STATE OF VERMONT
ESSEX COUNTY, SS.
STATE OF VERMONT
CHARLES "EDDIE" WISEMAN
DISTRICT COURT OF VERMONT
UNIT NO. 3, ESSEX CIRCUIT
DOCKET NO. 91-7-83 Ecr.
FINDINGS, CONCLUSIONS AND ORDER
On June 6, 1985, the court heard Defendant's Motion to Dismiss for Lack of Speedy Trial. Defendant was represented by himself and through co-counsel, Jean A. Swantko, Esquire. The State was represented by William Gray, Esquire, and David Suntag, Esquire.
Based on the evidence, the record, the memoranda and the arguments of counsel, the court makes the following findings:
CONCLUSION OF LAW
"That in all prosecutions for criminal offenses, a person hath a right to … a speedy public trial by an impartial jury of the country … ." VT. CONST. Ch. I, Art 10th. "In all criminal prosecutions, the accused shall enjoy the right to a speedy and public trial … ." U.S. CONST. Amend VI.
The right to a speedy trial is a Vermont and federal constitutional guarantee. In 1967, the U.S. Supreme Court established that the right to a speedy trial is "fundamental" and is imposed by the due Process Clause of the Fourteenth Amendment on the States. Klopper v. North Carolina, 386 U.S. 213 (1967). In 1972, the U.S. Supreme Court for the first time, set out the criteria by which the speedy trial right is to be judged. Barker v. Wingo, 407 U.S. 514 (1972). In State v. Dragon, 130 Vt. 570, 573 (1972), the Vermont Supreme Court adopted the Barker criteria:
Motions to dismiss on speedy trial grounds are addressed to the discretion of the court and involve a balancing test in which the conduct of both the prosecution and the Defendant must be weighed. State v. Dragon, 130 Vt. At 573.
Length of the Delay
It has been almost two years since the issuance of the citation to Defendant for simple assault, a misdemeanor. Defendant cites State v. Franklin, 136 Vt. 568, 570 (1978), for the proposition that passage of over eighteen months from citation to trial not brought about by the Defendant constitutes prejudice as a matter of law. That case, however, is distinguishable, for while it involved delay of over eighteen months, thirteen months of that delay represented failure of the court to issue findings and conclusions on a motion to suppress.
In a later case, the Vermont Supreme Court held that the length of the delay, rather than being dispositive of the constitutional question, operates as a "triggering device" for further inquiry. State v. Williams, 143 Vt. 396, 401 (1983).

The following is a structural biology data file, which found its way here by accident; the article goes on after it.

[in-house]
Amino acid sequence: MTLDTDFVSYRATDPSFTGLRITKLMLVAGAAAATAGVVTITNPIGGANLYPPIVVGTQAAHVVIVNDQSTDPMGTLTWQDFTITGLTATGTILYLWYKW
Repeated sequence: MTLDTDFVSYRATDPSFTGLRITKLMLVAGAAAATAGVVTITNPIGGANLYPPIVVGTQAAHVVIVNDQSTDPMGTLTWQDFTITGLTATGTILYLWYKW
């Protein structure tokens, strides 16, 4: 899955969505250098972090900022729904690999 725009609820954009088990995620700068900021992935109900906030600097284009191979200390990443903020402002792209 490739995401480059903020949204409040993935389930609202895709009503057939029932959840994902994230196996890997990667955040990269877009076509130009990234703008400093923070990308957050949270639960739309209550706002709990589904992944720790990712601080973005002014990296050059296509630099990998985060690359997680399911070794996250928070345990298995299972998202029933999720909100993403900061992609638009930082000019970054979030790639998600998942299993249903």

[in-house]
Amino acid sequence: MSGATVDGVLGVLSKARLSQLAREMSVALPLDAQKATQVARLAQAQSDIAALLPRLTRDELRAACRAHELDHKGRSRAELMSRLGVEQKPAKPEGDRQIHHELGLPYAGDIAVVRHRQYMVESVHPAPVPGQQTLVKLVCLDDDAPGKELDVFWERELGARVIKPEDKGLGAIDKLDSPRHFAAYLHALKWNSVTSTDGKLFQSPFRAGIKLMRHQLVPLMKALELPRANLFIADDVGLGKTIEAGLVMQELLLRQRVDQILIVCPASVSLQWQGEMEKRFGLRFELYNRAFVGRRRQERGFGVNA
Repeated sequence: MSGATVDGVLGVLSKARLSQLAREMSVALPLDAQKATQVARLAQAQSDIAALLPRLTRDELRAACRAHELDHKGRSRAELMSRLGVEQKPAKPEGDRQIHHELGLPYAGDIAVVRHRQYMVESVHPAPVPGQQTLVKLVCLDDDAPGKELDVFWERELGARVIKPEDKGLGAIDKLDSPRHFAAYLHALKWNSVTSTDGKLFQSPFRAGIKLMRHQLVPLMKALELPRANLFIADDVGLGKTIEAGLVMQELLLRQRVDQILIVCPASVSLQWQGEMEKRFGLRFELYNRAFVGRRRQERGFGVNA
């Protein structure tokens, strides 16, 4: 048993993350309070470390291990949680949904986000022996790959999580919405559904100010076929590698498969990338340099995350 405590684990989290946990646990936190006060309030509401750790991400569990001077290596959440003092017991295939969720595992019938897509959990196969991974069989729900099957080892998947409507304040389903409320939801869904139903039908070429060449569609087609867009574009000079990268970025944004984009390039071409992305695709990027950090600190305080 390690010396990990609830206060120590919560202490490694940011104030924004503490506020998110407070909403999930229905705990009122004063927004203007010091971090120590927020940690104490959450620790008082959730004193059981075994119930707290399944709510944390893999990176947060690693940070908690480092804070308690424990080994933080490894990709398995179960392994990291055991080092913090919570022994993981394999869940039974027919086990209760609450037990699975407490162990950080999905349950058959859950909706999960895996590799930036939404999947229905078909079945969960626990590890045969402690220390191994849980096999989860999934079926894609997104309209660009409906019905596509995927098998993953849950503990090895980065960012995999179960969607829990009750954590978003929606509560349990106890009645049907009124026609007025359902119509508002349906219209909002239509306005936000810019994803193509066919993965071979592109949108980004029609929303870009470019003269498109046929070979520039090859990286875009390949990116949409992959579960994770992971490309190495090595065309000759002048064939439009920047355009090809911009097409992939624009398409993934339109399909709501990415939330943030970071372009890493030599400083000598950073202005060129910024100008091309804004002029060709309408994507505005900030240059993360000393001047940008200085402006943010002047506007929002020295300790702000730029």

Administrative Order number 5, promulgated by the Supreme Court provide guidelines designed to promote the prompt and efficient disposition of criminal cases. The order does not, however, confer a right on the Defendant. State v. Unwin, 139 Vt. 186 (1980). In the usual case under A.O. 5, delays accompanying pre-trial motions are excluded from the computation of time limits described in order. 12 V.S.A. App. VIII A.O. 5 4 (a).
In the instant case, the time from citation to the speedy trial hearing is twenty-three months. Defendant was cited in July 1983. All relevant pre-trial motions were filed and resolved by March 21, 1984, and the Defendant was ready to go to trial.
The remaining period, from March 21, 1984, through June 6, 1985, represents a period of approximately fifteen months. This fifteen-month delay is sufficient to trigger a consideration of all the factors in the balancing test. State v. Snide, 144 Vt. 436, 441 (1984).
Reason for Delay
In evaluating the reasons for delay, different weights are accorded different reasons. Barker v. Wingo, 407 U.S. at 531. A deliberate attempt to hamper the defense should be weighed heavily against the government. A neutral reason, such as overcrowded courts, should be weighed less heavily, yet considered since responsibility ultimately lies with the government and not the defendant. Delays caused by defendant's own trial strategy or foot-dragging will be weighed against the defendant. State v. Unwin, 139 Vt. At 195-196. State v. Dragon, 130 vt. At 375. The State must make a "diligent, good faith effort" to bring the defendant to trial. Moore v. Arizona, 414 U.S. 25, 26 (1973).
The State had difficulty, from the inception of the case, getting cooperation from the material witnesses. In June of 1984, the State claimed the absence of those witnesses would severely prejudice their case and sought a continuance in June of 1984, in order to procure the witnesses' attendance at trial in August. When the court granted that continuance, it was accompanied by a warning to the State: try the case in August, or it will be dismissed.
By its own admission, the State made the tactical decision not to detain the witnesses in August 1984, in order to assure their presence at trial. See 13 V.S.A. §6646 and Findings of Fact at No. 27. Instead the State decided to try the case on the depositions of the material witnesses. When the court prohibited the depositions from being used as substantive evidence, the State chose not to go ahead with the trial but to take an interlocutory appeal.